Only five chapters long, yet every time I read James, I latch onto something new.

I’ve never really thought of James as a book about love, but as Alan finished the series about James on Sunday, I felt very loved by God. So for the final blog post in this series, I hope I can pass that along.

In the first six verses of chapter five, James speaks pretty harshly towards rich people. He speaks of hard times to come, of their nice clothes being rags and their money having no value. He says their treasures are evidence against them, tells them to listen to the workers they’ve mistreated and cheated, and even says they’ve killed innocent people.

Pretty bad, right? Not really scripture that makes you want to become a CEO or have nice things. However, I don’t believe that’s James goal or purpose here. In fact, I don’t think James has any real issue with money itself.

Something else that struck me about James in this series is how often his thoughts or language mirrors those of Jesus. Call it being brothers or him being a devout follower or them being on the same spiritual page. Whatever reasoning you choose, it makes for deeper, cohesive reading.

This particular section of James reminds me of Jesus and the rich man in Luke 18:18-24. Jesus says in verse 24 (NLT) that “it is easier for a camel to go through the eye of a needle than for a rich person to enter the Kingdom of God.” I highly doubt there’s a sign on the pearly gates that reads, “No rich people allowed,” so what is Jesus getting at? What is James getting at?

Jesus and James are identifying money as an idol. They aren’t saying making so much money a year or owning a certain kind of car or having particular hobbies excludes you from heaven and qualifies you for a specific set of spiritual hardships. They are saying that someone who has a lot of money is prone to depending on it and loving it more than God. We all have our vices and idols; money happens to be a popular one.

Idols keep us from God and His blessings because God wants all of us, not whatever leftover energy and heart we want to give Him. With God, it’s all or nothing, and James is warning us.

James goes on to write in 5:13-16 (NLT), “Are any of you suffering hardships? You should pray. Are any of you happy? You should sing praises. Are any of you sick? You should call for the elders of the church to come and pray over you, anointing you with oil in the name of the Lord. Such a prayer offered in faith will heal the sick, and the Lord will make you well. And if you have committed any sins, you will be forgiven. Confess your sins to each other and pray for each other so that you may be healed. The earnest prayer of a righteous person has great power and produces wonderful results.”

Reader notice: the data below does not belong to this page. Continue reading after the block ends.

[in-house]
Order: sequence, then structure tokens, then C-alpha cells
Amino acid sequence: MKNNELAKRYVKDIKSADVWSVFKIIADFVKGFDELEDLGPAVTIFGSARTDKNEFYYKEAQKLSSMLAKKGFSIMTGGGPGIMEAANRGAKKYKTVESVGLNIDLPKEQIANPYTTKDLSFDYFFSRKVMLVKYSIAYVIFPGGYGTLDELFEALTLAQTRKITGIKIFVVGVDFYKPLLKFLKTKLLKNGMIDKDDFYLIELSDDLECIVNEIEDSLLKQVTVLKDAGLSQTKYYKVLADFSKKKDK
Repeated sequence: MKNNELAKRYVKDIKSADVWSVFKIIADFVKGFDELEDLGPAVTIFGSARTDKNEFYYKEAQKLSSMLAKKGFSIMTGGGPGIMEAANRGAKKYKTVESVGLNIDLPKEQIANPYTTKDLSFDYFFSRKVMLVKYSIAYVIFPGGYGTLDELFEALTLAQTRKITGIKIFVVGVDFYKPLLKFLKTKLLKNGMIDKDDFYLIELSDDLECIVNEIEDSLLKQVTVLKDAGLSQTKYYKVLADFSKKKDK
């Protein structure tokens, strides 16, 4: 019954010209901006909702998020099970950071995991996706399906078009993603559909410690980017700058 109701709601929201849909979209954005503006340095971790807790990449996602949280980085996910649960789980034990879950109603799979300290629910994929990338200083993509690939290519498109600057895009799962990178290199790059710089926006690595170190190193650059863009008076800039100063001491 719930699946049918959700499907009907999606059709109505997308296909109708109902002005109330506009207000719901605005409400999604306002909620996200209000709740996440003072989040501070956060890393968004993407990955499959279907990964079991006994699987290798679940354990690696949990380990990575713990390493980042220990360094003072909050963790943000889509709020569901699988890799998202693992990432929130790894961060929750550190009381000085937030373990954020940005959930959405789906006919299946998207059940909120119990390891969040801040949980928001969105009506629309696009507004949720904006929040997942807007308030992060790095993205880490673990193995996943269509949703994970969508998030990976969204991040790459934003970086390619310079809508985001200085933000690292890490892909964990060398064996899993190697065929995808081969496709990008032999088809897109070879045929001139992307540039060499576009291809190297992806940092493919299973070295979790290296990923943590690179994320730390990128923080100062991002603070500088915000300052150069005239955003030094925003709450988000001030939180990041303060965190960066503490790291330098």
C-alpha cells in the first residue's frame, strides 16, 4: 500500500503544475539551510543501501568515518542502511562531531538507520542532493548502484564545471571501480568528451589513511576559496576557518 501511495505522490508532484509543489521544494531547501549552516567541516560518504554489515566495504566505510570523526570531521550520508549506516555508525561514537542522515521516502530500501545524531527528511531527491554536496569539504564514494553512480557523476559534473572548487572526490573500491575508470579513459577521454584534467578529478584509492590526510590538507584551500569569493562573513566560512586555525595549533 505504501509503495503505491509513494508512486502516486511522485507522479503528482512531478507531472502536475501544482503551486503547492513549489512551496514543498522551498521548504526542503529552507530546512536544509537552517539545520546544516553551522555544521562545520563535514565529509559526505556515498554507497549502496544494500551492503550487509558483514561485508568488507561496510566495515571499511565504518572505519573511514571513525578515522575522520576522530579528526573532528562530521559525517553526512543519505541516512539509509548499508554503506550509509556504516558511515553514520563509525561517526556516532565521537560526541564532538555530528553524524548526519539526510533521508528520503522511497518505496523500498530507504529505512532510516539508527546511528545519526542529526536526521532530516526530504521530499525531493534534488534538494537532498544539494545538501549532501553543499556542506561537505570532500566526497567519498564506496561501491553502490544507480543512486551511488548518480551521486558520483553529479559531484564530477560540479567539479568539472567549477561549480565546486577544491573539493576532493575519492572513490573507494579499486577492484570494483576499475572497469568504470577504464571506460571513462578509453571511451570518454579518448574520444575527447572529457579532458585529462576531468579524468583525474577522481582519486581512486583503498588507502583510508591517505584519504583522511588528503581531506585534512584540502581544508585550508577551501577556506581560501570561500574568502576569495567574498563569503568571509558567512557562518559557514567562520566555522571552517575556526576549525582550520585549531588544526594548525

We could all use a little healing, couldn’t we? Not much may be clear about this world, but that much is.

James talks about a physical healing, but I believe what he says is just as applicable to other forms of healing as well.

Several years ago, I went through a difficult time emotionally and spiritually. I was repeatedly hurt by a group of people, and it left me sort of confused and frustrated in my walk with God. He and I had a lot of stuff to sort through in the wake of it, which was hard but therapeutic. But what was most therapeutic was talking it over (and over and over again) with my best friends who were believers and going through the very same thing as me. I couldn’t have asked to be surrounded by more supportive people, and the way we talked and vented and loved each other helped us heal together, and I firmly believe that God could’ve done that Himself but chose to use them.

There’s an Irish proverb that says, “It is in the shelter of each other that people live.”

William P. Young said, “I suppose that since most of our hurts come through relationships, so will our healing.”

God wants to use us to heal people, to show love and compassion instead of judgment and disdain. He wants us to pray for each other, to confide in and confess to people we trust to aid in our healing and not our hurting.

James doesn’t write this because it sounds nice and church-y. He writes it because it’s practical.

And as much as I believe in people healing people, I know our relationships can become idols if our first and foremost relationship isn’t with God. Without Him, we’re lucky if we ever heal. With Him, our pain has purpose and our healing is inevitable. Just as He is love, mercy, and kindness, He is also healing. Without Him, it’s all imitation.

By Carrie Prevette

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